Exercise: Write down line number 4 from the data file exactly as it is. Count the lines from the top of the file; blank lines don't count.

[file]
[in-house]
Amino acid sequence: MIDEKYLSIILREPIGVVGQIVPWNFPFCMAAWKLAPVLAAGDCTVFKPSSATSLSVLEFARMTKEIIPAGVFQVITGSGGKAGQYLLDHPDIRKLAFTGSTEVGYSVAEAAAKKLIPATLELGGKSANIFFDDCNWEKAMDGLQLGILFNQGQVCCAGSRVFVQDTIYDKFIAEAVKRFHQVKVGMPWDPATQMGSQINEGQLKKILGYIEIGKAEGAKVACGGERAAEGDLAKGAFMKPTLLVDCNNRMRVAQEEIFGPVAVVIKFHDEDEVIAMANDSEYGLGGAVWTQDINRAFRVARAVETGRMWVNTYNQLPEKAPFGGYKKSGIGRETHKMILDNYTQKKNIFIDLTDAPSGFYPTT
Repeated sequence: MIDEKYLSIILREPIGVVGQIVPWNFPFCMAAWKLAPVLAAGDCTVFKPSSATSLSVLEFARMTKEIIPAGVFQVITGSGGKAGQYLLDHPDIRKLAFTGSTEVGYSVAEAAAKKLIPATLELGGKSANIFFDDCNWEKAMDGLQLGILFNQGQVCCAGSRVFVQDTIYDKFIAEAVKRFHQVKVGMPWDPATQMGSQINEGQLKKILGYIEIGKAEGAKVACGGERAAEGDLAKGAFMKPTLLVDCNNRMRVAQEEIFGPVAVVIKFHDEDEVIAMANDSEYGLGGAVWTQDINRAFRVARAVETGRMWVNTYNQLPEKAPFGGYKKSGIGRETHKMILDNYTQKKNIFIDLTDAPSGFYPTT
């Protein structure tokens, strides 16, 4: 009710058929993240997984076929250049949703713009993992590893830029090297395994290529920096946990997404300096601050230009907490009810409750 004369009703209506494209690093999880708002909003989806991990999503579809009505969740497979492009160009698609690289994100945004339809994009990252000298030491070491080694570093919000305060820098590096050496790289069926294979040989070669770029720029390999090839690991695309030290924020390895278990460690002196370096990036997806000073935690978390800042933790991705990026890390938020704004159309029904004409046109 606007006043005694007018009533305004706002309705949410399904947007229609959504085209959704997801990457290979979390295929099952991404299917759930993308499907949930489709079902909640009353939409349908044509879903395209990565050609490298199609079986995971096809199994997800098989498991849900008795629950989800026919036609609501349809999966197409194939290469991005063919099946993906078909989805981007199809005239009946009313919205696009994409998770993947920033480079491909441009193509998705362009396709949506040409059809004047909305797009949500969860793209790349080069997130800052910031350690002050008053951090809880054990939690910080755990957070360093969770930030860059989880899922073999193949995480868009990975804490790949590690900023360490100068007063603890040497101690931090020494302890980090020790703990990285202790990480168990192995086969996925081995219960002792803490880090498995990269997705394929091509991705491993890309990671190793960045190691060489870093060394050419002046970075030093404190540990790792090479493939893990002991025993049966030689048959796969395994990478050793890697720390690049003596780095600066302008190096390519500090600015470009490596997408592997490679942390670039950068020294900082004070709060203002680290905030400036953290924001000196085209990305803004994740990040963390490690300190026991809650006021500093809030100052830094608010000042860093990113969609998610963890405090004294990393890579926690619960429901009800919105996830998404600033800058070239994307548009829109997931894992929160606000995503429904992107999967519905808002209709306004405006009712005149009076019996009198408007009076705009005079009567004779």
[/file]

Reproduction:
């Protein structure tokens, strides 16, 4: 009710058929993240997984076929250049949703713009993992590893830029090297395994290529920096946990997404300096601050230009907490009810409750 004369009703209506494209690093999880708002909003989806991990999503579809009505969740497979492009160009698609690289994100945004339809994009990252000298030491070491080694570093919000305060820098590096050496790289069926294979040989070669770029720029390999090839690991695309030290924020390895278990460690002196370096990036997806000073935690978390800042933790991705990026890390938020704004159309029904004409046109 606007006043005694007018009533305004706002309705949410399904947007229609959504085209959704997801990457290979979390295929099952991404299917759930993308499907949930489709079902909640009353939409349908044509879903395209990565050609490298199609079986995971096809199994997800098989498991849900008795629950989800026919036609609501349809999966197409194939290469991005063919099946993906078909989805981007199809005239009946009313919205696009994409998770993947920033480079491909441009193509998705362009396709949506040409059809004047909305797009949500969860793209790349080069997130800052910031350690002050008053951090809880054990939690910080755990957070360093969770930030860059989880899922073999193949995480868009990975804490790949590690900023360490100068007063603890040497101690931090020494302890980090020790703990990285202790990480168990192995086969996925081995219960002792803490880090498995990269997705394929091509991705491993890309990671190793960045190691060489870093060394050419002046970075030093404190540990790792090479493939893990002991025993049966030689048959796969395994990478050793890697720390690049003596780095600066302008190096390519500090600015470009490596997408592997490679942390670039950068020294900082004070709060203002680290905030400036953290924001000196085209990305803004994740990040963390490690300190026991809650006021500093809030100052830094608010000042860093990113969609998610963890405090004294990393890579926690619960429901009800919105996830998404600033800058070239994307548009829109997931894992929160606000995503429904992107999967519905808002209709306004405006009712005149009076019996009198408007009076705009005079009567004779």